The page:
JERSEY has no plans to follow England and Wales by introducing legislation to force offenders to attend court proceedings for their sentencing, the Home Affairs Minister has confirmed.
Earlier this year, the Ministry of Justice announced proposals to give custody officers the power to use ‘reasonable force’ to make criminals appear in the dock or via video link, a move intended to ensure victims and their families can see justice delivered.
It followed high-profile cases – most recently that of child serial killer Lucy Letby – where offenders refused to be present in court to hear the judge pass sentence or to hear victim impact statements.
Letby’s decision not to attend court where she received a whole life order – ensuring she never leaves prison – was described by one distressed parent as ‘one final act of wickedness’.
Home Affairs Minister Helen Miles said she was not aware that the issue was currently causing concern in Jersey.
Deputy Miles said: ‘As such, there are no changes to the law currently envisaged,’ she said but she added that she would be open to considering a law change if it was a matter of concern to the courts.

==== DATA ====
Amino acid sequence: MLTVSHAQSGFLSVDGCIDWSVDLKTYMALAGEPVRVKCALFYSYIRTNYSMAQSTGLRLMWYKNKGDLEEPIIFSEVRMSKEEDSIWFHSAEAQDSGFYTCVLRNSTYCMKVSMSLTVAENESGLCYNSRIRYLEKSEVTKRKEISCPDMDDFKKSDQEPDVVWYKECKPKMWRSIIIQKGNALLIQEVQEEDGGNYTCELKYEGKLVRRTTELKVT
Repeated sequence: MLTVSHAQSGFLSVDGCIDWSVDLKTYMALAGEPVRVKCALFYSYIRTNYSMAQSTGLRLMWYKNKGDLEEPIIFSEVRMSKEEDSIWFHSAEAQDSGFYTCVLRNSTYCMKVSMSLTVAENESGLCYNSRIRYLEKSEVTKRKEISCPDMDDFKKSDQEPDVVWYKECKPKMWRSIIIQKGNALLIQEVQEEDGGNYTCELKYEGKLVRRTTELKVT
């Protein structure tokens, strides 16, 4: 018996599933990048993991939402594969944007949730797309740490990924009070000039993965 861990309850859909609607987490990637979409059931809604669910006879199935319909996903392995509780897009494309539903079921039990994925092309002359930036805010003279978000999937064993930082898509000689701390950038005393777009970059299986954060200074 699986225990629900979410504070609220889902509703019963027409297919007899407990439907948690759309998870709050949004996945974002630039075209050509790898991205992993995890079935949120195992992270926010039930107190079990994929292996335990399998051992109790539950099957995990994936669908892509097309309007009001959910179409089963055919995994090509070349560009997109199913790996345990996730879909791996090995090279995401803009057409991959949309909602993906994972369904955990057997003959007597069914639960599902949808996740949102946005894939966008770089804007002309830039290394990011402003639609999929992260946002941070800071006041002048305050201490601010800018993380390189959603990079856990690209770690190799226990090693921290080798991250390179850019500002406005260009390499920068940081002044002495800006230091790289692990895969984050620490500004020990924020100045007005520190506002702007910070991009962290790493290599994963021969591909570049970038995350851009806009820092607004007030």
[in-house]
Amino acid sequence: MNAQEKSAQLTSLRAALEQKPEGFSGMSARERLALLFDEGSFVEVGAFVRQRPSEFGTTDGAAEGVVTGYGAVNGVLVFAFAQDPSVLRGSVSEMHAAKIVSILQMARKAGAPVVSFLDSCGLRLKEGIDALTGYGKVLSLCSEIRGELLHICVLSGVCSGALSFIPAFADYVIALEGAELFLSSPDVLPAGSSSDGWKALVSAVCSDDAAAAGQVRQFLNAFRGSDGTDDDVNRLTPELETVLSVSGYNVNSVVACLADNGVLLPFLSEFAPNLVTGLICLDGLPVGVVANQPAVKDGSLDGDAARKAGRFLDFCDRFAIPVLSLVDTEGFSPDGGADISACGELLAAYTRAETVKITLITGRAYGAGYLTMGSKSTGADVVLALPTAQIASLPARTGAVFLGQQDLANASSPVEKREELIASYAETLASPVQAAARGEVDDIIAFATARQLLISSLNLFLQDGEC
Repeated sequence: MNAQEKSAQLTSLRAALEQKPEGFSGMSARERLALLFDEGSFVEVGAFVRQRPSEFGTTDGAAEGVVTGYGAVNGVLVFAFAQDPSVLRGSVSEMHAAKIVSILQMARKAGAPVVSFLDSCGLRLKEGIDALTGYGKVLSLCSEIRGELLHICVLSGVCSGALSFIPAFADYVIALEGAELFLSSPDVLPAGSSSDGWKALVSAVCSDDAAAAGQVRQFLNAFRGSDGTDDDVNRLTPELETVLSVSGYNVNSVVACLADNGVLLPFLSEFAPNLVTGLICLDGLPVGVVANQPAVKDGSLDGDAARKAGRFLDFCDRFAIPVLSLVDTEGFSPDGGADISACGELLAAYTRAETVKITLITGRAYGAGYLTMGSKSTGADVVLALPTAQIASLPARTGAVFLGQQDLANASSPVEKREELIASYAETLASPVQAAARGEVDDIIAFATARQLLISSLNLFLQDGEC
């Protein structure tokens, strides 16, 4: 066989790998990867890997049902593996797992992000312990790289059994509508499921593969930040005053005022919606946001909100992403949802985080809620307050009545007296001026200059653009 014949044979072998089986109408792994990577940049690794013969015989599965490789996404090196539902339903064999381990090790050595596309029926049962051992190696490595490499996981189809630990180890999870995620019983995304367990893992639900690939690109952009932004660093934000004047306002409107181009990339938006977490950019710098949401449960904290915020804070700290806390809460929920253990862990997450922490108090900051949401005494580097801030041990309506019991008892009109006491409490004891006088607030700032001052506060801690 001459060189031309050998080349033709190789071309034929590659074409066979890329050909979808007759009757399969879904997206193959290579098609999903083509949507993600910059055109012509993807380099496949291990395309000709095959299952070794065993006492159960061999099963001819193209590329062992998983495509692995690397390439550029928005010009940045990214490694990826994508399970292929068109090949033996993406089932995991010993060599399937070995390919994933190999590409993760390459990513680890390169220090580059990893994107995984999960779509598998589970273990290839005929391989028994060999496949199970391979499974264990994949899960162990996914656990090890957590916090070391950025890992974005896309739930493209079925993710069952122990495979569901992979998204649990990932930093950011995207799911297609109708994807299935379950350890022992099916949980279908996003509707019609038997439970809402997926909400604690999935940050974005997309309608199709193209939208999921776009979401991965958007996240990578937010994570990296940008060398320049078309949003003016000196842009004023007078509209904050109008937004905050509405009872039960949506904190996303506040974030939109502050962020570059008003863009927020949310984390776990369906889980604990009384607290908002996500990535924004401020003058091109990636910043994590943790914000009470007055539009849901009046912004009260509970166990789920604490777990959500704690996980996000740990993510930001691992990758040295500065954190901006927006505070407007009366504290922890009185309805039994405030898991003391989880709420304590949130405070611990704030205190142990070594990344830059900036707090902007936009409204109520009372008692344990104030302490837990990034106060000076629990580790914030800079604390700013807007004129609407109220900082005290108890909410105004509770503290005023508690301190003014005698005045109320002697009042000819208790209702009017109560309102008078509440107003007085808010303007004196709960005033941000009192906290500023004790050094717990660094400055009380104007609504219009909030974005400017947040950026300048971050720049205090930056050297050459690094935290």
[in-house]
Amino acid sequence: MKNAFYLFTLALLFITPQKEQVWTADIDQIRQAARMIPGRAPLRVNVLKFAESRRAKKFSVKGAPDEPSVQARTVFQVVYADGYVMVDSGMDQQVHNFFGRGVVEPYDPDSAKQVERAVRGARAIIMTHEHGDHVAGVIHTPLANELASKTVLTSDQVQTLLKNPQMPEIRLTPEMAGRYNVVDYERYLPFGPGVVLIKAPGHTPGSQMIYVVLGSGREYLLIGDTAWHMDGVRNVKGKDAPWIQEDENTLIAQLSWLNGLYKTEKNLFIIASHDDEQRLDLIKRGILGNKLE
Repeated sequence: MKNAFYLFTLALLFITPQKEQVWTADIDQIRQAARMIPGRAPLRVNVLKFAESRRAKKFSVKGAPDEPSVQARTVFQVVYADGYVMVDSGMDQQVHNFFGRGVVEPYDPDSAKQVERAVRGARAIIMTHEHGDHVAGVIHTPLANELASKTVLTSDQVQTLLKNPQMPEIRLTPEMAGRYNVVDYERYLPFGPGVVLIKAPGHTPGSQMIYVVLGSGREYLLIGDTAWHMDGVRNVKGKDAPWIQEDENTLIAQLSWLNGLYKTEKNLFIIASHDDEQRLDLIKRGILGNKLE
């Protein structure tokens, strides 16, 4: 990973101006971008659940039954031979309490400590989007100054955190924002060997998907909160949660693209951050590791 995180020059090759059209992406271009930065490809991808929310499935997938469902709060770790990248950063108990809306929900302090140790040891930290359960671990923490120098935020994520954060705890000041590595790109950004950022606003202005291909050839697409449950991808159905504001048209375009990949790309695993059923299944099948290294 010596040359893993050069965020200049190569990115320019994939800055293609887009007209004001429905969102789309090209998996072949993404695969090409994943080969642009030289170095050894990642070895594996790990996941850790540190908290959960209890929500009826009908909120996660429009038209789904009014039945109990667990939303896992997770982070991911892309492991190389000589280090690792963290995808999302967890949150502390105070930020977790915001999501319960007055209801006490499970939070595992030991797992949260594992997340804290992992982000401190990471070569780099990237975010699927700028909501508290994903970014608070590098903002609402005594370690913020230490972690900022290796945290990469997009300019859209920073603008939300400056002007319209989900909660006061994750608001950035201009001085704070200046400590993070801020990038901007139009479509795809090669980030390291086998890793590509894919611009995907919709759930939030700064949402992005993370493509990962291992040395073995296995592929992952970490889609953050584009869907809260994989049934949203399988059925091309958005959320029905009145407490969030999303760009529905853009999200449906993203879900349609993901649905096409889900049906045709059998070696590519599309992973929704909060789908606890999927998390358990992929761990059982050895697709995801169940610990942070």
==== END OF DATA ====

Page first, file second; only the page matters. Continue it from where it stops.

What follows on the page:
‘Whilst this is strictly a matter for the courts, I am mindful that these matters can be complex.
‘On the one hand, there are cases where victims will achieve the satisfaction of seeing justice done by the defendant appearing in person.
‘That said, I am also conscious that there are cases, particularly where there is an uncooperative defendant, whereby compelling the defendant to appear in person can lead to an unpleasant outcome that would be potentially traumatising to victims and families.
‘In any case, the court will be generally best placed to weigh all relevant factors and make a determination in the best interests of justice.
‘If the courts were to report any concerns in this area, I would be open to considering legislative amendments with the above sensitivities in mind,’ the minister said.